Julie Barrett is a freelance writer and photographer based in Plano, TX.

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Six weeks or so ago I was blogging about emergencies, real and fake, and how they were stressing out my life. Well, a real one happened, just after Dallas Comic-Con. And it was drama-filled. I won't go into the details, except to say the patient was my mother, and she's recovering. And when I say "drama-filled," I don't mean family members fighting over petty stuff, because none of that happened. It was medical-type drama.

Not going to go into personal stuff, but I will share a couple of quasi-humorous stories that certainly broke the tension. Her second day in the hospital was marked by a diagnostic test. It's a test she's had a million times, but not under those conditions. Prep took longer than expected. Finally, a couple of nurses showed up to take her to the bowels of the hospital, where the surgical suite has existed in one form or another since 1958. 

Just before the doors opened one of the nurses warned us: "We have to go through a part of the hospital they're using for bed storage. Pardon the mess." What we went through was the old prep and recovery areas. I was there in 1981 when I had my knee surgery, and it still had that late 1970's "look." We wound through this space, the lights on on a half brightness and all of the former ward spaces crammed full of beds. Finally, we went through a pair of doors and into a brightly lit, spanking new prep and recovery suite with private rooms. It was all very nice. I turned to my brother and mentioned that it felt as though we had just walked through the set of a horror movie. He nodded in agreement.

The next bit of fun took place about an hour later. We were in the waiting room, watching the coverage on one of the local TV stations of an approaching storm system. It was already marching through Ft. Worth and predictions called for our area to get hit in about ten minutes. A maintenance guy wandered by, looked at the blobs of red on the radar, and asked if we were scared. "Nope," I replied. "we're in the basement and our cars are in the garage." 

"Good answer."

Then the doctor who performed the test joined us. The news was good. Of course, the mind always goes to worst case scenarios in this sort of situation, so there were major sighs of relief. She would need a little monitoring for a few days, but in the long run, everything should be fine. Great news. Then we heard a voice over the PA system: "Code Red. Code Red." My brother and I looked at each other, and the doctor shrugged and glanced at the TV. Precautionary lockdown due to the storms. Hey, I was in the hospital once during a tornado warning. That was ... an experience.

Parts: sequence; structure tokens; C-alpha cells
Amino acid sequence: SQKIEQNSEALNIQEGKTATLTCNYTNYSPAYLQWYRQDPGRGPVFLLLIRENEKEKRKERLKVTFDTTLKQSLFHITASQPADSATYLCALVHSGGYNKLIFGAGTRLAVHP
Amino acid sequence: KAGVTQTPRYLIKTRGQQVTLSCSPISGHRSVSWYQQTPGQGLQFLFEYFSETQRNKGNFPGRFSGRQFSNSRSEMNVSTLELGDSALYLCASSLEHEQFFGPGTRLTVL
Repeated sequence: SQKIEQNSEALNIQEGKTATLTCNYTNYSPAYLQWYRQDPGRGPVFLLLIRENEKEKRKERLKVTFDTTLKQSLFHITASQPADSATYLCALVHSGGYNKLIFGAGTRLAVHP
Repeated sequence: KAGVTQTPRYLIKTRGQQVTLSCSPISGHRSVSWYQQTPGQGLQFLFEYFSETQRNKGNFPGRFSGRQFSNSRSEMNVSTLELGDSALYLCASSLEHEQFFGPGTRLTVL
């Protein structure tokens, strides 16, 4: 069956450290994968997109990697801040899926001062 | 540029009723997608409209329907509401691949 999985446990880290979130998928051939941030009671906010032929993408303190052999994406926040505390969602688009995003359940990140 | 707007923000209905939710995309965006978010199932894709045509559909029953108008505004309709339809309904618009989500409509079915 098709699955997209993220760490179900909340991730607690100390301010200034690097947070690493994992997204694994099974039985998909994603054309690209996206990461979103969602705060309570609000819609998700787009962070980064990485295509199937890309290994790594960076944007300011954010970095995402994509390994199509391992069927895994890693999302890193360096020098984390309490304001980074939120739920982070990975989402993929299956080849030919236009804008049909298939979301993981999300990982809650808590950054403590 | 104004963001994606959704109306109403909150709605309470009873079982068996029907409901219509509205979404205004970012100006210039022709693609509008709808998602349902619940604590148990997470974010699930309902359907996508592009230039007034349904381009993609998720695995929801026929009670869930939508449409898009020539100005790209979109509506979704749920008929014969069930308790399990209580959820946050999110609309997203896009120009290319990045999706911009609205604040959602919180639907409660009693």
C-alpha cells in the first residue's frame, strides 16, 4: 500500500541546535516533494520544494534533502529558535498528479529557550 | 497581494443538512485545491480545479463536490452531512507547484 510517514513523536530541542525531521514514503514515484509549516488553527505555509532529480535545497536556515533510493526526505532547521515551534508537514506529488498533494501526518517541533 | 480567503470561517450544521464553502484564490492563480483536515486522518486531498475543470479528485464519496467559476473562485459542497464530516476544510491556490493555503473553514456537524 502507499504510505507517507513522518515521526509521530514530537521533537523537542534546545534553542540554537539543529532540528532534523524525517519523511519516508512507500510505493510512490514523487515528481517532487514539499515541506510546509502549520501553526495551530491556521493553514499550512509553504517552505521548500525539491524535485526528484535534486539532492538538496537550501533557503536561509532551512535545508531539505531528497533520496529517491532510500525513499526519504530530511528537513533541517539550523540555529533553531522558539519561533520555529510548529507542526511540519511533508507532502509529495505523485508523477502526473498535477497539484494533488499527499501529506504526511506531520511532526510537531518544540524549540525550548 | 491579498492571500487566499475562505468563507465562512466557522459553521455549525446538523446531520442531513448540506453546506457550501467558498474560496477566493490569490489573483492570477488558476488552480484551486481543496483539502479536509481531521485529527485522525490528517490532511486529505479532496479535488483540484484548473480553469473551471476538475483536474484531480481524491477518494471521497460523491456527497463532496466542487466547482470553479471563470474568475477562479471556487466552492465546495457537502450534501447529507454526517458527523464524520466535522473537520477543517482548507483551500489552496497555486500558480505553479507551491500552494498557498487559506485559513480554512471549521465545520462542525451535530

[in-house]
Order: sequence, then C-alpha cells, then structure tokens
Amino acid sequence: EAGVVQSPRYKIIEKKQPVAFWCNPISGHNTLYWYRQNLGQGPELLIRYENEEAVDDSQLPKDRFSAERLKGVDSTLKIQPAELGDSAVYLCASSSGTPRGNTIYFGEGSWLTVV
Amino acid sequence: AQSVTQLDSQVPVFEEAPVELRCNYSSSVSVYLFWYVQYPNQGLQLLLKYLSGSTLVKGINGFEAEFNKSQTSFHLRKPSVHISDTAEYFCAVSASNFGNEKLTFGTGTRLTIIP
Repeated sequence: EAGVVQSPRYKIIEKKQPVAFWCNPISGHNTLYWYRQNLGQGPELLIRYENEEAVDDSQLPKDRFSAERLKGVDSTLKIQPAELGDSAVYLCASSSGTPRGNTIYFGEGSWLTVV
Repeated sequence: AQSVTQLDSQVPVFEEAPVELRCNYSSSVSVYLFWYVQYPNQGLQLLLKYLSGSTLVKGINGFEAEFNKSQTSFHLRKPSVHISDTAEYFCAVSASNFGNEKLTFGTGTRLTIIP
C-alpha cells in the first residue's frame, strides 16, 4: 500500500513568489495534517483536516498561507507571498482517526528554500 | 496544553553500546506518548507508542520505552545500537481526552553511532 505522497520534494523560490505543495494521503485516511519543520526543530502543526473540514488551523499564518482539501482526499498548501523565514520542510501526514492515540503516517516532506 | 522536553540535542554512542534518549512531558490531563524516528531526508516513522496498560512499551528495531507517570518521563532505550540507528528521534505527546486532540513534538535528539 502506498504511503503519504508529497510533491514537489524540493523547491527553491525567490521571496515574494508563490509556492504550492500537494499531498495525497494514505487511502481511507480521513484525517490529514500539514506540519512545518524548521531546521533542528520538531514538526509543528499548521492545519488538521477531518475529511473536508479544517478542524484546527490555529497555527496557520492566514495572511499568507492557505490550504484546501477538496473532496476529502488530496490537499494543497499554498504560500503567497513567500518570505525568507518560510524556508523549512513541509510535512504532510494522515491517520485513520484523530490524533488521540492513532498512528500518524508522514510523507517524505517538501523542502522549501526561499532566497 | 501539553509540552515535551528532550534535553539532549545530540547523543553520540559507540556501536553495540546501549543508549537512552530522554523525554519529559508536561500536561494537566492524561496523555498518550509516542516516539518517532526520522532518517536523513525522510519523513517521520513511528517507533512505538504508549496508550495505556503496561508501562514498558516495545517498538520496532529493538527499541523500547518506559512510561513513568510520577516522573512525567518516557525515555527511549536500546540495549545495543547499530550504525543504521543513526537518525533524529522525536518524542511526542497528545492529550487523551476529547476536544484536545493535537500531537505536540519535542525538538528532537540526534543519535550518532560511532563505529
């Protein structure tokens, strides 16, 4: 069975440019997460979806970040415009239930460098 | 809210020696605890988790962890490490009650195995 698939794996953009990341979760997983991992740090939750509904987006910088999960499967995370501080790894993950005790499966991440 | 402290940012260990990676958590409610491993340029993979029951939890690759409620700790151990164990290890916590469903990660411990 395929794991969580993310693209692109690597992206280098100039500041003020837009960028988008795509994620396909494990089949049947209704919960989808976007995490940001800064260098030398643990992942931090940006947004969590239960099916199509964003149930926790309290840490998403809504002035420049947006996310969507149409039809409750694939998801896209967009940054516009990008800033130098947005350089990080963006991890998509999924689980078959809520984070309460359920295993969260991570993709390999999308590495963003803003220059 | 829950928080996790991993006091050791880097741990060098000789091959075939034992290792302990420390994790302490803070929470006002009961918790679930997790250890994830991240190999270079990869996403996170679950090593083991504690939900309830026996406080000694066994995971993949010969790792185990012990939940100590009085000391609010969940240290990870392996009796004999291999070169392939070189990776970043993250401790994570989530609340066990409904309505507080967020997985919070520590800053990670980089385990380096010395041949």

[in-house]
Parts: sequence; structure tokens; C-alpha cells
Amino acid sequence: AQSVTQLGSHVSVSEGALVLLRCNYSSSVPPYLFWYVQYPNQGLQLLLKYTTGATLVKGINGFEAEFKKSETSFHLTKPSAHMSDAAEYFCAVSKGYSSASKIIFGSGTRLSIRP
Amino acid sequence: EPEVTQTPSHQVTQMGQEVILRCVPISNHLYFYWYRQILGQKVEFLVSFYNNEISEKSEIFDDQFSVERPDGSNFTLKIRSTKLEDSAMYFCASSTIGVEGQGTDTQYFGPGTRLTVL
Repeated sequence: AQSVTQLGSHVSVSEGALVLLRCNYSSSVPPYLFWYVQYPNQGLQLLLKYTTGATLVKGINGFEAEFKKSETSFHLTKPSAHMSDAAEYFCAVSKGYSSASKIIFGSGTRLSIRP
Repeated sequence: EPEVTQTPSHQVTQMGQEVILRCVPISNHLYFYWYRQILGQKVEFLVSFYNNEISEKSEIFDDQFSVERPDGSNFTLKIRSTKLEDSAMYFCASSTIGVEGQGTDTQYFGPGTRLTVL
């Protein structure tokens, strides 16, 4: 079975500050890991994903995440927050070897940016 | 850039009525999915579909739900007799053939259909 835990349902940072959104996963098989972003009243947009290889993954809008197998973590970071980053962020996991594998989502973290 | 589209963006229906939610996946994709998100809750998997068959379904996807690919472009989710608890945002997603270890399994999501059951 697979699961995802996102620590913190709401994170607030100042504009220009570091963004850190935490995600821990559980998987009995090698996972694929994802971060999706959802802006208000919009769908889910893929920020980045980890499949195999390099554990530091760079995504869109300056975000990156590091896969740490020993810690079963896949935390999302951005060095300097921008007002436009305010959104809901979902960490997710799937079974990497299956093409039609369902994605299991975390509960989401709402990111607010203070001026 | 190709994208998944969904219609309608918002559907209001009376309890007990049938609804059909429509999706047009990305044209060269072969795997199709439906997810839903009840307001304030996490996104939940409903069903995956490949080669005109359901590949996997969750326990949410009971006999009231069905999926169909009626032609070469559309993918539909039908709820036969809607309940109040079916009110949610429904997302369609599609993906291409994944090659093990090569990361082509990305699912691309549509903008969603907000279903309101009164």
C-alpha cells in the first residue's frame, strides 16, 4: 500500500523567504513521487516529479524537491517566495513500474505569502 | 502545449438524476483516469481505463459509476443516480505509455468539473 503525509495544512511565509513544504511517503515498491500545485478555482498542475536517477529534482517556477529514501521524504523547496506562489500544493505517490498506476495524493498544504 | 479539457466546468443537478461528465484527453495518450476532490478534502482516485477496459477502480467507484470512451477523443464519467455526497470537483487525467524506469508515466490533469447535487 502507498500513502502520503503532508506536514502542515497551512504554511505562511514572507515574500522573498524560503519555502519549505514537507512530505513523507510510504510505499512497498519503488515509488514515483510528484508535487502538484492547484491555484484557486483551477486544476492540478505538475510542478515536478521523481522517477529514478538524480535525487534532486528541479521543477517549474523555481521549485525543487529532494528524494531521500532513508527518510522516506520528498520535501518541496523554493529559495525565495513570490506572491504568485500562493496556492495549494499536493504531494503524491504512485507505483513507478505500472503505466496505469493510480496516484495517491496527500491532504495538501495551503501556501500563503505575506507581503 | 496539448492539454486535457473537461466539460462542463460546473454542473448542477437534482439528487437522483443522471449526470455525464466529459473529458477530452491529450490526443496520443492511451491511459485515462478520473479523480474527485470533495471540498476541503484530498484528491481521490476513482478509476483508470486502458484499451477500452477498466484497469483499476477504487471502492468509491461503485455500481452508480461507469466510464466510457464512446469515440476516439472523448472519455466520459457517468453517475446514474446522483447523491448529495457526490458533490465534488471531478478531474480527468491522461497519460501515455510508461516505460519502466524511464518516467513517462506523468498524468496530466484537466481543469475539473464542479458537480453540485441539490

Why yes, the plot bunnies were romping though my brain a bit.

Later that afternoon we were in ICU, and the nurse shooed us outside of the room while she adjusted the bedding and took care of some of mom's personal needs. The lights blinked twice. Then every monitor in the ICU started beeping a code. Whee! One of the nurses explained that IT had rebooted all of the computers after the power glitch, and all of the monitors reset. Perfectly normal. Nothing to see here. Still, standing there while every single alarm went off at once...

At this point the plot bunnies jumped around excitedly for a few minutes, then collapsed from exhaustion.

A couple of days later she was moved to a regular hospital room to await discharge. All was normal. And there was much rejoicing. I stopped by for a brief visit (I'd been taking my sister out to run some errands) and she told me that, when they started to move her, the fire alarm went off. The problem had apparently been in another wing of the hospital. They went Code Green while we were talking about it. I guess it was a minor thing. There were certainly no fire trucks that I could see when I pulled up to the hospital.

I have to say my mom took all this in stride. And I have to give a shout out to the nurses at Arlington Memorial Hospital, particularly the guy who cared for her the first day. John was very professional and had a wicked sense of humor. He was just the nurse my mom needed at the time. Why? She also has a wicked sense of humor, and even when she was all drugged up and enduring all of the poking and prodding, she was cracking jokes. I'd say John had her in stitches, but that would be wrong. 

And to top things off, it's time for the next round of fun with my eyes! Paul took me down to the Retina Center Thursday morning. The 20-minute drive took an hour. There's a reason I no longer commute. The good news is that my left retina is looking pretty good. The healing is still going as expected. They did some diagnostic imaging on both eyes and the doc is sending me back to the surgeon because the cataract in my other eye has grown a bit and it's affecting my vision some. Tomorrow we'll decide if surgery is necessary or if I can get by with some vision correction in the short term. I'm of two minds on this. On one hand, if I can get it out of the way fast, I'll be able to recover well before Worldcon. On the other, I wouldn't mind just waiting until September when the weather is cooler and I don't have the stresses I'm under right now. The latter option is winning out at this point. At any rate, the retina doctor says the retina in the right eye is in excellent shape and that he doesn't see any barriers to the surgery, whenever it takes place. That was good news indeed. In the meantime, I'm trying to experiment with different monitor placements because I'm spending a lot of time at the computer, and eyestrain is an issue.

Wow, this was long. I was going to post another entry today, but I need to go start some salsa. Gotta do something with the jalepenos I harvested today.

Tags: Life

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